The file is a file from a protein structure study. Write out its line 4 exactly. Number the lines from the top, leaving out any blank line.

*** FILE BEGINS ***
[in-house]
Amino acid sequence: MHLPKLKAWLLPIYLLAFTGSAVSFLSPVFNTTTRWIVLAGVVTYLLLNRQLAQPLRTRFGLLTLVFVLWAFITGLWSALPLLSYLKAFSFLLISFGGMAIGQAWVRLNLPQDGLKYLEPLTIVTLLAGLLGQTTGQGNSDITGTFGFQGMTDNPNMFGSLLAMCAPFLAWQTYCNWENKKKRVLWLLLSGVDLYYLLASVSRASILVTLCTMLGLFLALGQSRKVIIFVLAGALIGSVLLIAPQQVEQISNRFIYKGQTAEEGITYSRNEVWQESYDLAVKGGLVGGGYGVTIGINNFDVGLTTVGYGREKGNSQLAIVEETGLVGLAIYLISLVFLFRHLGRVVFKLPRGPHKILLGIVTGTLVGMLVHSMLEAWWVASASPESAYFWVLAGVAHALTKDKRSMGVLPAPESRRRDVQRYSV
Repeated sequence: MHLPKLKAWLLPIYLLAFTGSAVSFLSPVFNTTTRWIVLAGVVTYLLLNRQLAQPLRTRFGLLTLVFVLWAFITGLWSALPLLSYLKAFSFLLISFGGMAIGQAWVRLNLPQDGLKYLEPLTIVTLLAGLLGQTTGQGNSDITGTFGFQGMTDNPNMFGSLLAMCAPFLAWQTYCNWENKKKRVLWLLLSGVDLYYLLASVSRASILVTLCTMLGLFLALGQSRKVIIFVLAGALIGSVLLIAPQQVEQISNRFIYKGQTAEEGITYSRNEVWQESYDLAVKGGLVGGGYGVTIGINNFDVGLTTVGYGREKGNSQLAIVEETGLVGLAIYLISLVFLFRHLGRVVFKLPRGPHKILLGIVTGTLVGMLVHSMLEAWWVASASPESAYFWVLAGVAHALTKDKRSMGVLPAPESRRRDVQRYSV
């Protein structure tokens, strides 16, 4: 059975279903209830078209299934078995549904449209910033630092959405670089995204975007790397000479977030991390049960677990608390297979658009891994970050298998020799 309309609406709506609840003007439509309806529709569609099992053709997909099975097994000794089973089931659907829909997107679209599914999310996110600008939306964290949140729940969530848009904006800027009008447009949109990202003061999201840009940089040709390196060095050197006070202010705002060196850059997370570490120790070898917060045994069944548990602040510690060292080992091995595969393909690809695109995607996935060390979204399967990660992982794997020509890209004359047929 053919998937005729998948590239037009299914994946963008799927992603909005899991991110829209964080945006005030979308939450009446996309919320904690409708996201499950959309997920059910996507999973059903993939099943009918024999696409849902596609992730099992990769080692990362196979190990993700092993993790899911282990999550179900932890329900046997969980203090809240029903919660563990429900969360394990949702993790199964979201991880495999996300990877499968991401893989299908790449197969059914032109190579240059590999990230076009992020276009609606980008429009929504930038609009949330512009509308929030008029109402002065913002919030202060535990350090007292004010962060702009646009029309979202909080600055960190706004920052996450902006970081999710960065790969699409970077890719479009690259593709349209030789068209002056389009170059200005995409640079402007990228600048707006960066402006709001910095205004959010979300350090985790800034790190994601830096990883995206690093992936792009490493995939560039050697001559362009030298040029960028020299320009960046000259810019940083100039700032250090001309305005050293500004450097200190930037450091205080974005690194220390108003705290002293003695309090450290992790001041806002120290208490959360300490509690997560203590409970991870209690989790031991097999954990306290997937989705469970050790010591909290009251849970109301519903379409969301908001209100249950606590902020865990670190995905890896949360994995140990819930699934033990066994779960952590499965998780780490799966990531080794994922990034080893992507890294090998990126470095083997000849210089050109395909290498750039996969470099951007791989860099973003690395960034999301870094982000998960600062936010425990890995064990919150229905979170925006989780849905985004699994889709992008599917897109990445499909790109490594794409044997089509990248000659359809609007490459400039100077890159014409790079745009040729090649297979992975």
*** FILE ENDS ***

């Protein structure tokens, strides 16, 4: 059975279903209830078209299934078995549904449209910033630092959405670089995204975007790397000479977030991390049960677990608390297979658009891994970050298998020799 309309609406709506609840003007439509309806529709569609099992053709997909099975097994000794089973089931659907829909997107679209599914999310996110600008939306964290949140729940969530848009904006800027009008447009949109990202003061999201840009940089040709390196060095050197006070202010705002060196850059997370570490120790070898917060045994069944548990602040510690060292080992091995595969393909690809695109995607996935060390979204399967990660992982794997020509890209004359047929 053919998937005729998948590239037009299914994946963008799927992603909005899991991110829209964080945006005030979308939450009446996309919320904690409708996201499950959309997920059910996507999973059903993939099943009918024999696409849902596609992730099992990769080692990362196979190990993700092993993790899911282990999550179900932890329900046997969980203090809240029903919660563990429900969360394990949702993790199964979201991880495999996300990877499968991401893989299908790449197969059914032109190579240059590999990230076009992020276009609606980008429009929504930038609009949330512009509308929030008029109402002065913002919030202060535990350090007292004010962060702009646009029309979202909080600055960190706004920052996450902006970081999710960065790969699409970077890719479009690259593709349209030789068209002056389009170059200005995409640079402007990228600048707006960066402006709001910095205004959010979300350090985790800034790190994601830096990883995206690093992936792009490493995939560039050697001559362009030298040029960028020299320009960046000259810019940083100039700032250090001309305005050293500004450097200190930037450091205080974005690194220390108003705290002293003695309090450290992790001041806002120290208490959360300490509690997560203590409970991870209690989790031991097999954990306290997937989705469970050790010591909290009251849970109301519903379409969301908001209100249950606590902020865990670190995905890896949360994995140990819930699934033990066994779960952590499965998780780490799966990531080794994922990034080893992507890294090998990126470095083997000849210089050109395909290498750039996969470099951007791989860099973003690395960034999301870094982000998960600062936010425990890995064990919150229905979170925006989780849905985004699994889709992008599917897109990445499909790109490594794409044997089509990248000659359809609007490459400039100077890159014409790079745009040729090649297979992975």